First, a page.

Even in this hyper-partisan age, sometimes a broad spectrum of Congress can find common ground defending the public’s interests. A bipartisan group of senators did just that this week by insisting that Inspectors General (IGs) — independent watchdogs against waste and corruption — should have unrestricted access to federal agency records.
If congressional leadership has any sense, it will put the bill at issue on a fast track to passage.
The Obama administration is not exactly fond of IGs or of governmental transparency. Its hostility reached a head on July 20 when, in clear defiance of at least two existing laws, the Justice Department issued an order requiring IGs to obtain “permission” for access to some records. Permission from whom? From the chiefs of the very agencies over which they watch! (In this case, the materials sought for the IGs own safekeeping included grand jury, wiretap, and fair credit information.)
The idea is ludicrous. It is akin to asking a cop not merely to obtain a search warrant before raiding a gangster’s headquarters, but also to convince the gangster himself to give permission for the search. It lets an agency head have the power to sidestep investigation into any malfeasance, including his own, that may have occurred under his purview.
The good news is, Congress seems to be rallying behind the beleaguered IGs. On Sept. 21, Democratic senators Claire McCaskill (Mo.), Tammy Baldwin (Wis.), Tom Carper (Del.) and Barbara Mikulski (Md.) joined Republicans Chuck Grassley (Iowa), Joni Ernst (Iowa), Ron Johnson (Wis.), John Cornyn (Texas), Susan Collins (Maine), James Lankford (Okla.), Kelly Ayotte (N.H.) and Mark Kirk (Ill.) to offer a substitute amendment to S. 579, the Inspector General Empowerment Act. The amendment would expressly override the Justice Department’s lawless and nonsensical ruling.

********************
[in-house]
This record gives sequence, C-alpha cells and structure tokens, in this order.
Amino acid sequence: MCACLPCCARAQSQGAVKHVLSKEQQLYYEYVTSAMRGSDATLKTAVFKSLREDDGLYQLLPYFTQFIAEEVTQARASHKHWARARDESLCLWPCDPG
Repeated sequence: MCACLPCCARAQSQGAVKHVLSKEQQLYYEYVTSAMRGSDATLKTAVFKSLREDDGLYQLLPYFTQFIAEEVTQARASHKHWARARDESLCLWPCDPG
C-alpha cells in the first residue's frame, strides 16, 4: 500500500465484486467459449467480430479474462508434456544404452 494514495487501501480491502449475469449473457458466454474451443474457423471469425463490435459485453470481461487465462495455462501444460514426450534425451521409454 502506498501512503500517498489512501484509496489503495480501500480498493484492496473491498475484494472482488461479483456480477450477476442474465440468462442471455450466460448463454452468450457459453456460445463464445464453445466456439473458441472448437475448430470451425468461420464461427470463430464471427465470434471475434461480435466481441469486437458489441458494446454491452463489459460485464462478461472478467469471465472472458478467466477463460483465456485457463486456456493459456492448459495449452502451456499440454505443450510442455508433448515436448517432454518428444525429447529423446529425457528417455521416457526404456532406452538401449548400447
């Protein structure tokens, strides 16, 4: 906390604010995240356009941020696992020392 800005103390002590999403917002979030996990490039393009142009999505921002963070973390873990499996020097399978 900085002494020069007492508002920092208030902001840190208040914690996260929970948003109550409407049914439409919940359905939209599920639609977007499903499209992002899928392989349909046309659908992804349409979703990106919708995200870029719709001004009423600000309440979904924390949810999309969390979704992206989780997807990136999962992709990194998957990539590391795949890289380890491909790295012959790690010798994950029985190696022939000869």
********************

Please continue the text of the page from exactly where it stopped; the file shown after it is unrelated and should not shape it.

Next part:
“The action we’re taking with this new legislation leaves no room for misinterpretation,” said Grassley, the chairman of the Senate Judiciary Committee.
Senate Judiciary chairman Chuck Grassley (R-Iowa) has led the bipartisan push to empower the government’s IGs. | Photo: AP
It isn’t just this one group of senators that is backing the Inspectors General, and thus the public’s right to oversight of executive agencies. Senate leaders on two different committees joined House leaders on two committees in sending one letter, and House leaders on yet a third committee sent a second letter to the Justice Department disputing its strange attempt to withhold public documents. The letters featured Members of Congress not just from both parties, but from across the ideological and geographical spectrums from well-known liberal Rep. John Conyers of Michigan to conservative stalwart Rep. Jason Chaffetz of Utah.
In July, for example, the Democrat Mikulski and Republican Sen. Richard Shelby of Alabama wrote on behalf of an Appropriations Committee subcommittee that the Justice Department was plain “wrong” in its interpretation of a prior appropriations bill that dealt with IG access. “Throughout this ongoing dispute between the Department and the OIG about access to information, the Senate Committee on Appropriations has shown clear concerns about the frequency and abundance of material that the Department has chosen to withhold,” they wrote.
This is no mere theoretical dispute. If an IG is investigating whether the Justice Department has conducted grand jury proceedings according to law, the IG obviously needs access to grand jury records. In a nearly analogous situation, for example, a federal district judge excoriated Justice for “grotesque misconduct” in its investigation and trial of some New Orleans police officers, and the court of appeals affirmed that judgment.
This is why Justice is so wrong, and why the strong bipartisan response to Justice is so encouraging. Alas, right now, an unnamed senator has put a legislative “hold” on this bipartisan bill to remedy the problem. Senate leaders of both parties should do all in their power to convince the senator to drop the hold — or, barring that, to begin the sometimes-arduous parliamentary process required to overcome it.
The Department of Justice may not demand it, but the cause of justice certainly does.
Quin Hillyer is a contributor for Opportunity Lives. He is a 40-year veteran of conservative journalism and activism, now living in Mobile, Alabama. You can follow him on Twitter .